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L-- %UNITED STATES DEPAPRTiTiiT OF AGRICULTURE
BUREAU OF AGRICULTURAL ECO 1OMvIICS
r Q(A i WASHII.GTON, U. C. Release-
S ": ... / 12:00 (Noon)
TNovember 13, 1934.
CATTLE FEEDING SITUATION NOVEIvBER 1, 1934
Shipments of stocker and feeder cattle from stockyard markets into the
eleven Corn Belt States dropped off sharply in October and the small movement in
this month was in sharp contrast to the relatively large movement in the preceding
3 months. In all other years of the 16 for which records are available shipments
in October were much larger than in September but this year they were about the
same as in September, but were nearly 35 percent smaller than in October 1933 and
the smallest for October in 16 years.
The total for the 4 months, July to October, this year was the seconA
smallest in 16 years, as a result of the small shipments in October. The total of
about 940,000 head, was about 8 percent larger than the record small shipments in
1933 but was 6 percent below the 5-year (1929-33) average for these months.
Compared with September and the 3 months, July to September, shipments into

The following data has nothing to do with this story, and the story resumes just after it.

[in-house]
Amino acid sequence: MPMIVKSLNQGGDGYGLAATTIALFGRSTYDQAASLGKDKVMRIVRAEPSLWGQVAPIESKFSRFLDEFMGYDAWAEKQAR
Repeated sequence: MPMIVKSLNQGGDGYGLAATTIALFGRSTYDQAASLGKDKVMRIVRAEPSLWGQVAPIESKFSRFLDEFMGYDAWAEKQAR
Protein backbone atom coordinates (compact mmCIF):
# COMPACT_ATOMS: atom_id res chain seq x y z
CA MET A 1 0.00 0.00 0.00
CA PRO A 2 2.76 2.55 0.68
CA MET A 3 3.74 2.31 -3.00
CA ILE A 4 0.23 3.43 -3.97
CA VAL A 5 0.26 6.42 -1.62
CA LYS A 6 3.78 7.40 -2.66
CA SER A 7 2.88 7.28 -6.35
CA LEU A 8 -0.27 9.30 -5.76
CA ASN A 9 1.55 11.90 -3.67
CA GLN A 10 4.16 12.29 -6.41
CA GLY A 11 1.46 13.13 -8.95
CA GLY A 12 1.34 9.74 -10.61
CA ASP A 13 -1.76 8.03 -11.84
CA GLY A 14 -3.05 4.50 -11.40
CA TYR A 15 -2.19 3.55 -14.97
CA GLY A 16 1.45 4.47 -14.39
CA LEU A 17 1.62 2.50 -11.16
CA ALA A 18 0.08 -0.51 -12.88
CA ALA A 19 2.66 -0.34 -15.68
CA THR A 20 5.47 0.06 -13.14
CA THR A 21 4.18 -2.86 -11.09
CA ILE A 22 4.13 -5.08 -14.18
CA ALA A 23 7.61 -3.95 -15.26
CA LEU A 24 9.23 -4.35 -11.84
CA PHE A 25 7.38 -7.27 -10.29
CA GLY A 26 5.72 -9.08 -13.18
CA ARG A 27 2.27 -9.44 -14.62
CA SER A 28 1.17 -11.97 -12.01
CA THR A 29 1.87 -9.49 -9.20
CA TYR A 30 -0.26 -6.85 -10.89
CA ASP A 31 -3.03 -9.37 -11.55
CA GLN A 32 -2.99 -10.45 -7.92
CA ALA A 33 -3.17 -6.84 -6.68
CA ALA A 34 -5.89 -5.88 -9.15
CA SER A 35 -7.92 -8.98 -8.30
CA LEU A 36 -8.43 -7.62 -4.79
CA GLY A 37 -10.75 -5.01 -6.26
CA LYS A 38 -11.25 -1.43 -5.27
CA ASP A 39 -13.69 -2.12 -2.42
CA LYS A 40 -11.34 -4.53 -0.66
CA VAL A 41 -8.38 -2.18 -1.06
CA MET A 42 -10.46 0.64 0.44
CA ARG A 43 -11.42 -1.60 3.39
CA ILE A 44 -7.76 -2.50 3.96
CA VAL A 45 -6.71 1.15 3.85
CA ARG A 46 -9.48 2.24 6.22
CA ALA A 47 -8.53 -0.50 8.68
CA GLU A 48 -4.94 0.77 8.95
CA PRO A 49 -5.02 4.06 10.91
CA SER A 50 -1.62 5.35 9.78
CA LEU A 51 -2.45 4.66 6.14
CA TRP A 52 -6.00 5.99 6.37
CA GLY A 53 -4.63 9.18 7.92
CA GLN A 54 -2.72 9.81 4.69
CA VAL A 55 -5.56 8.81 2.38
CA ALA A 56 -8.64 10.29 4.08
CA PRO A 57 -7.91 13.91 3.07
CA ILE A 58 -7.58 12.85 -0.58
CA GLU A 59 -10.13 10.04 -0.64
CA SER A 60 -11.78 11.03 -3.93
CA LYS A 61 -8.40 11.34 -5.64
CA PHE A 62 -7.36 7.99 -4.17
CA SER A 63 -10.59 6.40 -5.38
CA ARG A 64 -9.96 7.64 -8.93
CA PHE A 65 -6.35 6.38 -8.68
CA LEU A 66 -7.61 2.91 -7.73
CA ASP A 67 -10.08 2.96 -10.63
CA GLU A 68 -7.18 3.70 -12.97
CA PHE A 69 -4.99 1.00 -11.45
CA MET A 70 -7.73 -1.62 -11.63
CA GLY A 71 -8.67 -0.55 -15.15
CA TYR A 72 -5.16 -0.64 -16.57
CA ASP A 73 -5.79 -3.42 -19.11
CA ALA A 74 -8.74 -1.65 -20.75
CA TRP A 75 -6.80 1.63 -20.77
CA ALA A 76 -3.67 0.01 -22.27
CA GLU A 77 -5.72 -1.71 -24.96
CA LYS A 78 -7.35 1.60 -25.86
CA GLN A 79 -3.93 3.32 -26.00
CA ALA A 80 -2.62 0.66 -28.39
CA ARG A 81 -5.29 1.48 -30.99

the 5 Corn Belt States east of the Mississippi River decreased relatively more than
shipments into the States west of the River. The total into the Eastern Corn Belt
for the 4 months was relatively large compared with last year and with the 5-year
average and was the largest proportion of the total Corn Belt shipments on record.
Shipments into the 6 western Corn Belt States, on the other hand, were the small-
est for the 4 months on record. All of the reduction in these States was in the
shipments into Missouri and the States w,.;st of the Missouri River since the ship-
ments into Iowa and Minnesota were relatively large with the total into Iowa the
largest since 1926. Although total shipments into the States most seriously
affected by the drought are much the sall'cat of any year in the 16 years of record,
they seem rather large in view of the greatly reduced feed supplies in those
States. 11hile it is probable that a much larger than usual proportion of the
cattle shipped into these drought States will be wintered on roughage the number
that will be grain finished will be large relative to feed grain production and
As was the case in the preceding 3 months the cattle shipped into the Corn
Belt in October included a relatively large proportion of light weight steers and
calves. For the 4 leading markets for which records are available total shipr.ients
in October were 69 percent as large as in October 1933, but the number of steers
over 1,000 pounds was only about 20 percent as large and of 900 to 1,000 pounds
only 35 percent as large as in October last year.
Reports from the western States indicate that the number of cattle fed in
those States this winter will be considerably smaller than a year earlier, the
reductions being especially large in areas where tire suarbeet crop this "ear was
small. Finishing of cattle at cottonseed mills in Tez-as and Oklahoma is expected
to be on a much reduced scale this winter from last.
UNIVERSiTY OF FLORIDA
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